West Mt. Airy soul/jazz singer Elle Gyandoh was recently added to the staff of the Chestnut Hill Music Academy, which holds its classes at St. Paul’s Episcopal Church. Here she is seen performing at Warmdaddy’s in South Philly.

by Len Lear

When I was a teenager, I’d turn on the radio and hear one great jazz singer after another — Nina Simone, Peggy Lee, Betty Carter, Billie Holiday, Carmen McRae, Julie London, Sarah Vaughan, Ella Fitzgerald, et al. Those were the halcyon days for legendary female jazz interpreters. It was an embarrassment of riches. One would be hard pressed to compile such a list today, but one West Mt. Airy songbird who just might fill the bill is Elle Gyandoh, who was recently added to the staff of the Chestnut Hill Music Academy, which holds its classes at St. Paul’s Episcopal Church.

And a church is the right venue for Gyandoh because her sound is ethereal. In addition, her range, subtle phrasing, rhythmic intensity, smooth melodic line, stress on the off-beats, et al, make for the complete package.

According to one reviewer, “Elle creates a blissful marriage of prose and melody that embraces your heart and feeds your soul. Her debut CD, ‘Once Upon a Time,’ has won her fans all over the world. She digs even deeper into her blues and jazzinspired roots to bring a soulful and intimate vibe to her upcoming new album. Elle has also been featured in Montgomery County Town and Country Living Magazine as the Philadelphia area’s next rising star.”

It would not surprise me at all if she eventually did become a household name. Gyandoh, who is mid-30s, was just a toddler when her family came to the U.S. in the mid-1980s from Ghana in West Africa. Her father, an attorney and law professor, was offered a position as a visiting professor at Temple Law School on an exchange program. The whole family soon followed.

“I think most of my memories of when I lived in Ghana are from stories told to me by my parents and brothers,” Gyandoh told us last week. “However, I do visit Ghana with my family fairly often, and I always enjoy my stay. Things are not as fast-paced in Ghana as they are in the U.S., which I actually enjoy.” (Elle’s father is a professor emeritus at Temple University, and her mother is an imaging analyst. They live in Elkins Park.)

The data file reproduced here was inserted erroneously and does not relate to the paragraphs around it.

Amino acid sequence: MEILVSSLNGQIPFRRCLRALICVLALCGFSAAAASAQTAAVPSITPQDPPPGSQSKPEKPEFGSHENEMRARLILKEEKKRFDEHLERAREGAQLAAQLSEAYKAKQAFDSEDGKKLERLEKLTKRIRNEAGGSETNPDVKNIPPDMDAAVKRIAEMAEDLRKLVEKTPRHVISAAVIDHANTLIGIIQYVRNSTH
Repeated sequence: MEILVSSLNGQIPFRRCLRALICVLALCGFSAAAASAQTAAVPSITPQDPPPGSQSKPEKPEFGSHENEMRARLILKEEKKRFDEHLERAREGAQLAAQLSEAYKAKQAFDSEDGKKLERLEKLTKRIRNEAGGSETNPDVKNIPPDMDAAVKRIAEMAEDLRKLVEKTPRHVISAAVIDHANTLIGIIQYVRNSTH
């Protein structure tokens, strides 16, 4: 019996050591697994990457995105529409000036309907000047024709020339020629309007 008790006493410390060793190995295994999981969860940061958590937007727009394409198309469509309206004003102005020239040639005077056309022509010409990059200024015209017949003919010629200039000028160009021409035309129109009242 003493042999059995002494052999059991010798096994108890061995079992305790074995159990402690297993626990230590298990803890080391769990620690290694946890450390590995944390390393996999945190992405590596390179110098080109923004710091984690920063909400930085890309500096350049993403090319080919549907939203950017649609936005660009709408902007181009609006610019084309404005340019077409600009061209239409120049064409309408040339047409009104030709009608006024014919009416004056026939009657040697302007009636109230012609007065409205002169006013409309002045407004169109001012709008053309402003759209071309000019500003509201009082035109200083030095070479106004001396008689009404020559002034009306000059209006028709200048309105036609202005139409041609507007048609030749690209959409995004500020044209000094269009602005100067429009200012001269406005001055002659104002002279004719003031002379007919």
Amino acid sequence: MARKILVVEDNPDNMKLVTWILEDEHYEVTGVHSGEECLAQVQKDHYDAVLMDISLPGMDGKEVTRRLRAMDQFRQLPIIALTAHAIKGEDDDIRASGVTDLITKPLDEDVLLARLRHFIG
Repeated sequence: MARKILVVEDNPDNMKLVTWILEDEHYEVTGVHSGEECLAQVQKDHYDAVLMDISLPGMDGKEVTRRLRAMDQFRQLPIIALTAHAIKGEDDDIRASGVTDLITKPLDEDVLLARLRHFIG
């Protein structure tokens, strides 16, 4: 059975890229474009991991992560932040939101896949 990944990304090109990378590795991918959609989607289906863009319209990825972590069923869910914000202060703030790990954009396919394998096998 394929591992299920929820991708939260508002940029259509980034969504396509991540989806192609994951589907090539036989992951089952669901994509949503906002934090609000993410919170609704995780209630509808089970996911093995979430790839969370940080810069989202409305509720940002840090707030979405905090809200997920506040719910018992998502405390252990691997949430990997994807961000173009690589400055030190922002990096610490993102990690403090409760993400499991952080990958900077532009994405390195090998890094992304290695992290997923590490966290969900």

Gyandoh attended Cheltenham High School, Temple University and Eastern University Graduate School. She started out singing at open mic nights, sometimes waiting for hours to sing just one song.

But this led to opportunities to sing at local coffee shops, then restaurants and then private engagements, etc.

“All these ventures allowed me to network and eventually led me to bigger opportunities and to recruit and form my own band.”

Gyandoh was influenced and inspired by a cornucopia of great singers, such as Aretha Franklin, Etta James, Nat King Cole, Jill Scott, Alicia Keys, Adele, Otis Redding, Michael Jackson, Stevie Wonder, Christina Aguilera and many others. Unlike so many other great singers who sing The Great American Songbook, however, she writes all of her own music.

In recent years, Gyandoh has performed at Bally’s Atlantic City, Dilworth Park in Center City, Warmdaddy’s, Relish, the Philadelphia Art Museum, Doylestown Arts Festival, Haverford Music Festival and Juneteenth Festival in Mt. Airy, just to name a few. She calls herself “a soul singer with jazz and other influences.” Her band is called The John Doe Band.

Gyandoh’s first record, “Once Upon a Time,” an EP with five songs, came out in 2008. All 1,000 copies pressed were sold online, “in the streets,” at her live shows, networking events, etc. Her first full-length CD, “Through the Looking Glass,” has 11 songs on it. Social media have also helped people discover her music online and become fans.

What is the best advice Gyandoh ever received?

“My parents always taught me to honor my commitments. Another good piece of advice from my mom is to be very careful of my words to others because once spoken, you can never take them back. I always remember that, especially when faced with frustrating situations.”

If Gyandoh could meet and spend time with anyone on earth, who would it be?

“It would have to be one of the world’s oldest people. There are a few verified to be over 110 years old. I love history and would love to hear about it firsthand from someone who has seen and lived it!”

When asked about her family, Gyandoh said, “I would like to mention my whole family, as they have continued to support me in my music career and all of my endeavors. My mom and dad, Sam and Louisa, and my three brothers and three sisters-in-law, Mark & Ariel, Jude and Diana, and Bert and Mimi. Also, all of my nieces and nephews and extended family!”

For more info on Elle Gyandoh and the John Doe Band, visit ReverbNation.com/Listen2Elle or ElleGyandoh.com. You can reach Len Lear at lenlear@chestnuthilllocal.com

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